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While I was out and about the other day wearing my Texas Nationalist T-shirt, several people took the time to say hi to me and give me a thumbs-up.
"I'm with ya, buddy," said one man. "Too bad it can't happen."
"If only we could do that," said another.
After several such comments, I recognized that we in the TNM have gotten the message out about Texans WANTING to be an independent nation. We've done a great job explaining the "why," but apparently we haven't done so good at communicating the "how."
After speaking with several of our sympathetic doubters, I think I've narrowed down their major concerns.
Texas can't be independent? Why?
* "This was settled in 1865. The Civil War is over." One hundred percent true. No one, at least on the Texas Nationalist Movement's side of the argument, is talking about an armed insurrection -- nor are we the least bit interested in reviving the Confederacy. The issue is the difference between Texas national culture and that of the rest of the U.S. Texans view the fundamental purpose of government differently than do the citizens of Massachusetts, California and Illinois. As just a few examples, we have our own distinctive tastes in music and the arts, our unique blending of Anglo and Hispanic culture, our own regional cuisine ("Tex-Mex") -- and, yes, our own history. No other state in the Union has a history quite so colorful and independent-minded as Texas. This isn't about re-fighting any civil war; this is about a national culture which has emerged.
* "Secession is illegal." We can argue all day over whether a co-opted Supreme Court's decision in 1868 has any relevance. Using that argument, the United States is "illegal" itself, having "seceded" from Great Britain. The fact is, secession is "illegal" only when the parent government successfully prevents it with military force. The United Nations Charter clearly states that self-determination is a fundamental right of all human beings -- and the United States has made self-determination a cornerstone of its foreign policy for more than a hundred years. In just the last couple of decades, the U.S. has supported the secession of several states from the former Soviet Union, Kosovo from Serbia, even South Sudan from Sudan. If Texans vote to declare independence, wouldn't it be rather two-faced of the United States to bomb our elementary schools, blow up our Walmarts and post Marines on every street corner to root out rebels?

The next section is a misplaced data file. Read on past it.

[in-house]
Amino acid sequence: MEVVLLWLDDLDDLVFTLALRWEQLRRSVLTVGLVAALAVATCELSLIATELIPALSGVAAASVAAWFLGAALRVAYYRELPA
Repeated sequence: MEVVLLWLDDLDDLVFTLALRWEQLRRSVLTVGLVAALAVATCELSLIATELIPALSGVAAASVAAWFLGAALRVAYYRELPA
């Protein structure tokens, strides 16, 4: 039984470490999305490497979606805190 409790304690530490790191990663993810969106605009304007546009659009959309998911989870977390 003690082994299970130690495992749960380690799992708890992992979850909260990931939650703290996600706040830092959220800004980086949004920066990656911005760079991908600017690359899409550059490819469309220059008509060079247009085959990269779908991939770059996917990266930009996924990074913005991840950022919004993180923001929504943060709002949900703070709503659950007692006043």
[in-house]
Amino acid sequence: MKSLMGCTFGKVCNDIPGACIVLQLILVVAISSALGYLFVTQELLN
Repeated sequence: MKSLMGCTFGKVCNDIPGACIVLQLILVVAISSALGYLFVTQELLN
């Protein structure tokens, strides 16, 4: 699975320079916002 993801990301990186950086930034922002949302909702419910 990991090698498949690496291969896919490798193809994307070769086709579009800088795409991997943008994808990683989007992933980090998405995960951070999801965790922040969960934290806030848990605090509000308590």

* "Texas couldn't defend itself." Who would Texas have to defend itself FROM? If we leave the United States in a civil, sane, orderly fashion -- something TNM has maintained all along -- three of our borders are militarily secure. While Mexico has considerable manpower, its military forces can't even control its own country; criminal drug lords are more to fear. No other nearby nation has the logistical capability to invade Texas, much less the gumption to try it in the face of certain house-to-house resistance. And don't forget, Texas already HAS its own military: in addition to our National Guard, Texas has seven regiments of the Texas Military Forces, units comprised primarily of veterans who could serve as a ready-made cadre if they were ever needed. And consider that anywhere from 10-15 percent of America's armed forces manpower is Texans. Security wouldn't be an issue.
* "Texas would go broke, it couldn't support itself." Texas has the world's 12th largest economy by itself. We are among the world's leaders in oil and gas production, petrochemical products, agriculture and energy; did you know that Texas produces more "green" energy already than any other U.S. state? And there are more "green" energy production facilities being built in Texas than in any other state. We are among the leaders in high-technology development, medicine and health-care, even manufacturing such as automobiles. One of the reasons so many companies continue to move to Texas is that Texans don't believe in big government, and thus place fewer punitive, nonsensical regulations on business. If anything, an independent Texas free of the politically-motivated regulatory punishments inflicted on us by the Obama Administration would be a beacon for new business.
* "This is all about race." This statement seems to drift in there when those opposed to Texas independence start losing the debate, since they can't win with logic. The Texas Nationalist Movement is composed of persons of all skin hues, backgrounds, religions and origins. All are welcomed. We believe that race and ethnicity is less important than your nationality; to us, all Texans are Texans first, hyphenated Americans second. But our opponents have successfully used "divide and conquer" tactics based on race for decades, riding that disharmony to power. It's no wonder they trot that argument out in an attempt to discredit us.
The recent actions of a tyrannical federal government have handed we in the Texas Nationalist Movement the chance we have been waiting on for more than a decade. My fellow Texans, take the time to educate the doubters.